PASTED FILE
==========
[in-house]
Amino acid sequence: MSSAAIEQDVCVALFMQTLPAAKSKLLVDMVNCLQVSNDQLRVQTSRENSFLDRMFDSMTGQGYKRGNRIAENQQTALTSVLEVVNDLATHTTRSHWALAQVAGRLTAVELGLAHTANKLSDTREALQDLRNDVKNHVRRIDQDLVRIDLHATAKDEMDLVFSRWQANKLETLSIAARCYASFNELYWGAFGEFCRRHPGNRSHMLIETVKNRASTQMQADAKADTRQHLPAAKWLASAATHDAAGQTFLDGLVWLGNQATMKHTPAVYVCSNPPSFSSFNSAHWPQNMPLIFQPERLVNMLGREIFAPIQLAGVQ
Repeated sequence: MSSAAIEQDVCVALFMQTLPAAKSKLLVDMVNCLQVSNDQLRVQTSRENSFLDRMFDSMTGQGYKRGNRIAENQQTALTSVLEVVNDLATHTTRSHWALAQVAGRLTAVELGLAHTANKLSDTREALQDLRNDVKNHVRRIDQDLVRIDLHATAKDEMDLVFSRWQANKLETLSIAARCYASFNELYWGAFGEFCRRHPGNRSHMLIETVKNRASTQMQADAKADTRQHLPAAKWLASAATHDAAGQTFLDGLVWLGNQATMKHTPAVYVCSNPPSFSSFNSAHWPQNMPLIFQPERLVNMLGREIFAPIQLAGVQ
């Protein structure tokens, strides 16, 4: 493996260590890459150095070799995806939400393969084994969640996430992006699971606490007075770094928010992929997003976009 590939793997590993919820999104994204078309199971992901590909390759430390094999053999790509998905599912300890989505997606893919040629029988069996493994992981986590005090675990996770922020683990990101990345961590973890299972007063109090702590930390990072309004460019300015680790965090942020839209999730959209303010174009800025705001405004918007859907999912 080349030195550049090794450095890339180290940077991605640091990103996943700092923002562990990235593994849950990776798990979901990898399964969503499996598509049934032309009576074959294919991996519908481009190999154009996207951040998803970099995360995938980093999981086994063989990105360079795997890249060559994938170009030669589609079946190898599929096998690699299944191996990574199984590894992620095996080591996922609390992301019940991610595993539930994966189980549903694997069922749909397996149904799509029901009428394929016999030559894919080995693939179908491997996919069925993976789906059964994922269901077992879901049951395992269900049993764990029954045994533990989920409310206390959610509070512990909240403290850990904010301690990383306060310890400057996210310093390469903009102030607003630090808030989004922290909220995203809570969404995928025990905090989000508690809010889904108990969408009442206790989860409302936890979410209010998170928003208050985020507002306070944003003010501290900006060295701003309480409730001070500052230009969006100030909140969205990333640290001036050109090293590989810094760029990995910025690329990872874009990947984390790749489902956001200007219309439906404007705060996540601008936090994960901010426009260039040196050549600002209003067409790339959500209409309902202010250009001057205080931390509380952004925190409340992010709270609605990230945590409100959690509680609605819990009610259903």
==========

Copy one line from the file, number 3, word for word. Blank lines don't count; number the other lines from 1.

Repeated sequence: MSSAAIEQDVCVALFMQTLPAAKSKLLVDMVNCLQVSNDQLRVQTSRENSFLDRMFDSMTGQGYKRGNRIAENQQTALTSVLEVVNDLATHTTRSHWALAQVAGRLTAVELGLAHTANKLSDTREALQDLRNDVKNHVRRIDQDLVRIDLHATAKDEMDLVFSRWQANKLETLSIAARCYASFNELYWGAFGEFCRRHPGNRSHMLIETVKNRASTQMQADAKADTRQHLPAAKWLASAATHDAAGQTFLDGLVWLGNQATMKHTPAVYVCSNPPSFSSFNSAHWPQNMPLIFQPERLVNMLGREIFAPIQLAGVQ